"He doesn't look good at all," the passer-by told the 911 operator.
Russell W. Inman, 60, who was homeless, died an hour later.
Later that morning Paul R. Kashuk Jr., now 42, of Winter Garden came to the Winter Garden police station to fill out a crash report — for a gray Ford Thunderbird. He told police he had gone to some bars the night before, and on his way home he thought he hit some road debris. He did not know it was serious until he saw his car damage in the morning.
The police took one look at his car — missing part of the bumper and a side-view mirror — and realized it was the one they were looking for. They charged him with driving under the influence with manslaughter, hit-and-run with death and vehicular homicide, all felonies. But a blood test taken many hours after the crash came up negative for alcohol.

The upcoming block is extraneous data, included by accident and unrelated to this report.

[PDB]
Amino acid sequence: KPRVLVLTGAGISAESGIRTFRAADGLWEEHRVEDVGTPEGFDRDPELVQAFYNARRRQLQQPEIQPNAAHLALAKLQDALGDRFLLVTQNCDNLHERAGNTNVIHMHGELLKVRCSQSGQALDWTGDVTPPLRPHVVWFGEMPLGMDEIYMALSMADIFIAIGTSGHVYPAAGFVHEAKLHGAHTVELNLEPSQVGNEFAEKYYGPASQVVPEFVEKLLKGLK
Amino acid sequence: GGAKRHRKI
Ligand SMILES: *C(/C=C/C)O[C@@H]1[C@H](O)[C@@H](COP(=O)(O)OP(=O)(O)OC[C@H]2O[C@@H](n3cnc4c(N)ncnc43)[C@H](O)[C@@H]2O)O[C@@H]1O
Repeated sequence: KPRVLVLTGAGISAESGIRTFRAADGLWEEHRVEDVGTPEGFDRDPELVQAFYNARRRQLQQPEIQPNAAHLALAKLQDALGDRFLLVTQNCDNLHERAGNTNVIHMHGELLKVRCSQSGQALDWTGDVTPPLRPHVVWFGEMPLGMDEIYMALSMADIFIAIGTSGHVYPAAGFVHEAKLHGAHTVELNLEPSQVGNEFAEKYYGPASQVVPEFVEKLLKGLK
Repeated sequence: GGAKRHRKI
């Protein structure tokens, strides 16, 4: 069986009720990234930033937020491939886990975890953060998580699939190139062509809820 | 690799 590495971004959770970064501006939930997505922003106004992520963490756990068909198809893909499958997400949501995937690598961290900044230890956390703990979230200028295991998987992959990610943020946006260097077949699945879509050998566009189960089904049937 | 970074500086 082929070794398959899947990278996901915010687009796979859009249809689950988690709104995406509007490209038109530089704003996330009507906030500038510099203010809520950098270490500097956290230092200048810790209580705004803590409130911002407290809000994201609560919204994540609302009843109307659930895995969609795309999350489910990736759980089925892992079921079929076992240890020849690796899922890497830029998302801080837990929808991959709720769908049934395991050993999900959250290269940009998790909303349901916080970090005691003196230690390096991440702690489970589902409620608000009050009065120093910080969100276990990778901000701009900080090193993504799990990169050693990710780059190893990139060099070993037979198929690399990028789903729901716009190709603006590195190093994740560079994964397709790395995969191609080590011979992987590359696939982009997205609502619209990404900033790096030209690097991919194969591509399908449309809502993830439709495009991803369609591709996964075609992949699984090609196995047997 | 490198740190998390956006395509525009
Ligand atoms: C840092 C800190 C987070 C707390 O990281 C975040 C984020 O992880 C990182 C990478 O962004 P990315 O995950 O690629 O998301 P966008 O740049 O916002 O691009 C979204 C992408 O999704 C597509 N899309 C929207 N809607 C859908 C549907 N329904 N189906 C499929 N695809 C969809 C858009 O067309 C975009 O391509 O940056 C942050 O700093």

In a plea deal, Kashuk pleaded no contest to vehicular homicide. He accepted one day in jail, plus six years of probation, which was lifted after three years.
Kashuk told the Sentinel he wasn't drunk when he hit Inman, but he was unalert and unaware.
"I thought I ran over a piece of road debris. I drive Colonial all the time, and I see road debris on it constantly," he said.
Kashuk said when police told him what really happened, he had immediate thoughts of suicide. He has been tormented by guilt, depression and self-loathing ever since.
"Maybe putting me in jail could have been" better for him, he said. "But that part [the self-torment] alone is more punishment than I would wish upon anybody. To live with that, that's something that would never go away."
Drunk but 'fine'
Sorting blame is always an issue. Early one morning in August 2011, Jeffrey Brian, 39, of Orlando was struck and killed while walking on Universal Boulevard. He had a blood-alcohol level of 0.20, while the driver, Rickie Lee Maiorano, now 31, of Orlando, had a level of 0.12, according to state records. State law says 0.08 is too drunk to drive.